Wednesday, May 07, 2008

Welcome Guest Blogger: Laurel Bradley

Don’t Be a Newbie
Rules to follow to avoid looking like an amateur

As a reader, there has probably been a point in your life when you’ve read a book and thought, “I wish I’d written that,” or perhaps, “I could write better than that.” I read somewhere that 83 percent of Americans dream of writing a book. Chances are you are one of them.

If so, welcome to the club.

I’ve been authoring stories long before I set pen to paper (or fingers to keys). It started with telling myself bedtime stories and progressed through scribbling in a notebook as I watched my kids play to seeing myself become published twice in the past two years.

I’ve made a lot of mistakes along the way. There were, and still are, many times I wished I had a list of rules to do and things to avoid doing.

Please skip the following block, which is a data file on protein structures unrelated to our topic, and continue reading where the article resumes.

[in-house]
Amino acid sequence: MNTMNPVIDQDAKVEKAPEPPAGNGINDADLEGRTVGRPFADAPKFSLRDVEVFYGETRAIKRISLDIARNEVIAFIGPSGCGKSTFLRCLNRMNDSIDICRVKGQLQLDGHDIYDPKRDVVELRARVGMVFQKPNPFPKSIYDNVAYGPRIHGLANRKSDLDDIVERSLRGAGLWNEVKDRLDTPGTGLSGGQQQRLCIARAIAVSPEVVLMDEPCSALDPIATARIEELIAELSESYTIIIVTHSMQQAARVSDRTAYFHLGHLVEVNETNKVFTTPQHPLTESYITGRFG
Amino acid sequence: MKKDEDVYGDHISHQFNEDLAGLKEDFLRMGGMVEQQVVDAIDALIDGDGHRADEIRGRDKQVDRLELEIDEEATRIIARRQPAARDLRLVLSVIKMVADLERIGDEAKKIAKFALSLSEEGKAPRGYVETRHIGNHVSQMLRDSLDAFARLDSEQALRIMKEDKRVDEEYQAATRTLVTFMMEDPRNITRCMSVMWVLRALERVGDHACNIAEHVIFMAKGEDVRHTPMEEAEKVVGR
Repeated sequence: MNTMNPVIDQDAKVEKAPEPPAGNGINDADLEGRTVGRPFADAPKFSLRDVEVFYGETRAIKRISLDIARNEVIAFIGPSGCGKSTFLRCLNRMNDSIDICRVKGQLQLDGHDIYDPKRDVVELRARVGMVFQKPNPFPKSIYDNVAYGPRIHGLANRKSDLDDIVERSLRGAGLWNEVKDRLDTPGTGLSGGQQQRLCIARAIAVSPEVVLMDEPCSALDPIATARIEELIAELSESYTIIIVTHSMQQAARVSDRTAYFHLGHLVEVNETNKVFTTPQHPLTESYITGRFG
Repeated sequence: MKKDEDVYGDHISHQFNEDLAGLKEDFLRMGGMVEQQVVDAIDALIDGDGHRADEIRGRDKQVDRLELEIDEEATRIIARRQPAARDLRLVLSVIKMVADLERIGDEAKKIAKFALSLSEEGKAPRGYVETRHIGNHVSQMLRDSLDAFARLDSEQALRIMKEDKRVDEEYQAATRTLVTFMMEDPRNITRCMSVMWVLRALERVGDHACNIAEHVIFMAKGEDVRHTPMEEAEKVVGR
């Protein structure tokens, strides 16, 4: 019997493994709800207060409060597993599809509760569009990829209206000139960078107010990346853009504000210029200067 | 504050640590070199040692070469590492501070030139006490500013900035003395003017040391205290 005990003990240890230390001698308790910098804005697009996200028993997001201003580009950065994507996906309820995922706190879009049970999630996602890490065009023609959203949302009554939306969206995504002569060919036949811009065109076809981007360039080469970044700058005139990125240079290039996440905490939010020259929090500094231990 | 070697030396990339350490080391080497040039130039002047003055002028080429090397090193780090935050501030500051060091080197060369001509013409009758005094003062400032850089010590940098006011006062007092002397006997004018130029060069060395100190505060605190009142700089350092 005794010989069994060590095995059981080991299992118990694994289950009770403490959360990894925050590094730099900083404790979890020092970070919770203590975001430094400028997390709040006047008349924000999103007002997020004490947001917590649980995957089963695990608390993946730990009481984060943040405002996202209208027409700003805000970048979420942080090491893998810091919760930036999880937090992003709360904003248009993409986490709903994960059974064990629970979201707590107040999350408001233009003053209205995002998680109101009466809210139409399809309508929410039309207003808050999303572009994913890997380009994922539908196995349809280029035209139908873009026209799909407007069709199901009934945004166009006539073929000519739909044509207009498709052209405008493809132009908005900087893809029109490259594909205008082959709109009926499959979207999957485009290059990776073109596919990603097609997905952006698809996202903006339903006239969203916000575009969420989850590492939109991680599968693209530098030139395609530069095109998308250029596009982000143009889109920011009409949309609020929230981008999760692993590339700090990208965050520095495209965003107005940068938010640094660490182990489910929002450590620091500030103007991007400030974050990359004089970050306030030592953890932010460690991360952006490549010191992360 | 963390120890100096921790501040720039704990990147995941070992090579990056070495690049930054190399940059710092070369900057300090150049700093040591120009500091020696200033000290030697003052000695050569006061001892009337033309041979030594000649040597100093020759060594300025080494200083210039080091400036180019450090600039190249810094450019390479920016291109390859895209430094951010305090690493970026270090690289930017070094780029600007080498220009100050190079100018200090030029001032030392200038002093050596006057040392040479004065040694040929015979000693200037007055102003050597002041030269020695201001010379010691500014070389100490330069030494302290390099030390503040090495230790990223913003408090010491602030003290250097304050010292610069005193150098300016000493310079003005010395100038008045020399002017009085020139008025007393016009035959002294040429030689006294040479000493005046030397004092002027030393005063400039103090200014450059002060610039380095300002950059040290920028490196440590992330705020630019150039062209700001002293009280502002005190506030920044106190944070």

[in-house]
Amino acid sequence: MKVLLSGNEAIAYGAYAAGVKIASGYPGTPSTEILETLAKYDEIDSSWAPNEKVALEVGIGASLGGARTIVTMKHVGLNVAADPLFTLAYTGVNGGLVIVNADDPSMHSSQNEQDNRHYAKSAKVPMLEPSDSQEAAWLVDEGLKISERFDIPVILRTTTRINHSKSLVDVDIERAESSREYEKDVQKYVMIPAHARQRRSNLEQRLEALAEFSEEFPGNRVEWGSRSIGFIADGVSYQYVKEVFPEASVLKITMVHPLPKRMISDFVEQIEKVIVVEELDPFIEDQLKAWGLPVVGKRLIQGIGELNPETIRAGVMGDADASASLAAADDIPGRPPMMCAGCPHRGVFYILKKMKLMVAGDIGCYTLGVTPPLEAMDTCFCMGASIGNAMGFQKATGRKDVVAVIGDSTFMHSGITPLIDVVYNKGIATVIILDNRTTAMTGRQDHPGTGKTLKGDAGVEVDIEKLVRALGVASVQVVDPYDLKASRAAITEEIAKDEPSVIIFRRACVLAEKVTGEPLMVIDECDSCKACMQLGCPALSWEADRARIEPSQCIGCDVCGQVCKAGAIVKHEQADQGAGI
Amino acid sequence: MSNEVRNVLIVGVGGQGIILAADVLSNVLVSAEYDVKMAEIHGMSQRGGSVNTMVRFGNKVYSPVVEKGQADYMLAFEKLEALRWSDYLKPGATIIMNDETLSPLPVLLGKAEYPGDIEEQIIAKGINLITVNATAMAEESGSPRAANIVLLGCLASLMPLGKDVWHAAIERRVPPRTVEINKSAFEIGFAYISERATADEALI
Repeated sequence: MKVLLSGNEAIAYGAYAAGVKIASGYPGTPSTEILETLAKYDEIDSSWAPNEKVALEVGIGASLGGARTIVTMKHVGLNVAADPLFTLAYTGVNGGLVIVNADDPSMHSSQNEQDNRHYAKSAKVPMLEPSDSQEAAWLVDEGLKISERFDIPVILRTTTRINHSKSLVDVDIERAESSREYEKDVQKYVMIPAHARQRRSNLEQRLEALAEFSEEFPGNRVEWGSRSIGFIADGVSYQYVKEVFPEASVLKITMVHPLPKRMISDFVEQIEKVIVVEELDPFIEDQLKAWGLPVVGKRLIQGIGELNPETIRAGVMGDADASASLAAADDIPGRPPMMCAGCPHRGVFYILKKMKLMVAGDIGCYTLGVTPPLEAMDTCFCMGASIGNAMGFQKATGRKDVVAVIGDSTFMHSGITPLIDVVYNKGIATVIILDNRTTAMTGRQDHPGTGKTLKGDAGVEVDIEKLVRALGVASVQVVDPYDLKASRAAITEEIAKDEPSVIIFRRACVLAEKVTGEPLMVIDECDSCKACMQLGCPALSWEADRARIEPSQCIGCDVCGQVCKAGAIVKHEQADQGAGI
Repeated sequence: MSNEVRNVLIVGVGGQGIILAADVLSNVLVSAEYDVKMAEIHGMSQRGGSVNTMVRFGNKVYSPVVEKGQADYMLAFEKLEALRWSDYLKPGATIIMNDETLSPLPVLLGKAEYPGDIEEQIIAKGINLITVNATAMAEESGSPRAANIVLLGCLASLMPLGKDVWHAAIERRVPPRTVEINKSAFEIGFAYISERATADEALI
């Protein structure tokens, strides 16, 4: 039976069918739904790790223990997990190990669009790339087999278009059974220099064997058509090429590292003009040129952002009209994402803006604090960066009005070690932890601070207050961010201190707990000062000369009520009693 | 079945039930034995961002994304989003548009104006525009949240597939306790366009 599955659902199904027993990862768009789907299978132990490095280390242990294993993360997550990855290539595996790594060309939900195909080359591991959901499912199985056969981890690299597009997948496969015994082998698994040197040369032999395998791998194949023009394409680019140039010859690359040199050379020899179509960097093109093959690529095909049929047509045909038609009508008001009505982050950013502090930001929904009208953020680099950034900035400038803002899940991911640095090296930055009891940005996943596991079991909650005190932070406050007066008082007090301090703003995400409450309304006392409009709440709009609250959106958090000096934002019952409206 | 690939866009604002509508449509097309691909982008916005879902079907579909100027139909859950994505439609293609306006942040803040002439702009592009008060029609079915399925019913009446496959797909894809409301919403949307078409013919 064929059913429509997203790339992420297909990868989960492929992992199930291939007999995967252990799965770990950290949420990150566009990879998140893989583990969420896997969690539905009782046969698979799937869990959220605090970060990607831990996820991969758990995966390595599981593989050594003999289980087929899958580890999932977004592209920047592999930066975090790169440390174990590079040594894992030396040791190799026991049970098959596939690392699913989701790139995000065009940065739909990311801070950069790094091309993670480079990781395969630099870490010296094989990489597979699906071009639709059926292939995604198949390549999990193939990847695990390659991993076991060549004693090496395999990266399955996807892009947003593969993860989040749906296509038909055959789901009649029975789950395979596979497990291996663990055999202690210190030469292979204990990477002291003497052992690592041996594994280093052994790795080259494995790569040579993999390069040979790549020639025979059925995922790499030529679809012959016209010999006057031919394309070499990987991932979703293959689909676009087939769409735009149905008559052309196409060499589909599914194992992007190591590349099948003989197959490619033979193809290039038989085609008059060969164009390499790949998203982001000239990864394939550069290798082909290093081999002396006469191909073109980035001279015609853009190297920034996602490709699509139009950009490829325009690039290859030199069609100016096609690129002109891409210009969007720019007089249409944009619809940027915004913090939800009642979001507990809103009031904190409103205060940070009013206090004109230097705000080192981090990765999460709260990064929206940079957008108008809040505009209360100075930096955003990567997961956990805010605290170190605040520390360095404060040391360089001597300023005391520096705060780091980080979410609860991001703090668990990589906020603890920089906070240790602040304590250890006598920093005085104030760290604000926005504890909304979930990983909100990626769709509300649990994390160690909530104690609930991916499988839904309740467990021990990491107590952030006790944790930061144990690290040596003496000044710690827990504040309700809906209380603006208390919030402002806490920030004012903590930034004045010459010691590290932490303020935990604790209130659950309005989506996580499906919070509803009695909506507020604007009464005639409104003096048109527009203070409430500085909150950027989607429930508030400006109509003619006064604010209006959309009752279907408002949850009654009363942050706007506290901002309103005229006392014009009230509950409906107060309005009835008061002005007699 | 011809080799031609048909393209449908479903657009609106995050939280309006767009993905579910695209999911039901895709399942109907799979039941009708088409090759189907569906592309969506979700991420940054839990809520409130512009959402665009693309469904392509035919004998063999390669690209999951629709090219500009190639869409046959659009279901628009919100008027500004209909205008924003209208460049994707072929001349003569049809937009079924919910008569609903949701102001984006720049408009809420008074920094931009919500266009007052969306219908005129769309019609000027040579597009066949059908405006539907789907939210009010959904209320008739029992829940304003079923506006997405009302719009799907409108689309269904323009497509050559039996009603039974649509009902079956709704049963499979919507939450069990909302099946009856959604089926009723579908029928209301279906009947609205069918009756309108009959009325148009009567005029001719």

After considering my blunders and polling fellow writers, I’ve come up with a list of “do’s” and “don’ts.”

1. Format correctly.
** One inch margins all the way around. (Go to “page set up” under File to modify margins.).
** 12 point Times New Roman or Courier font.
** Five space indent.
** Double-spaced, single-sided pages are standard.
** One space after a period and an end mark.
** Start new chapters halfway down the page.
** Underline where you’d like the text italicized (internal monologue, titles, etc.)
** Separate scene changes within a chapter with one-line space, using three asterisks separated by spaces * * * if said break occurs at the end of a page.
** Use white paper.
** End a chapter with a hard return (hit Ctrl and End at the same time). This will start the new chapter on a new page.

2. Make certain the agent or editor handles your genre before querying.
There are a lot of books that list agents, publishers and editors. (Jeff Herman writes a good one.) Read the books published by particular houses. Do they publish what you write?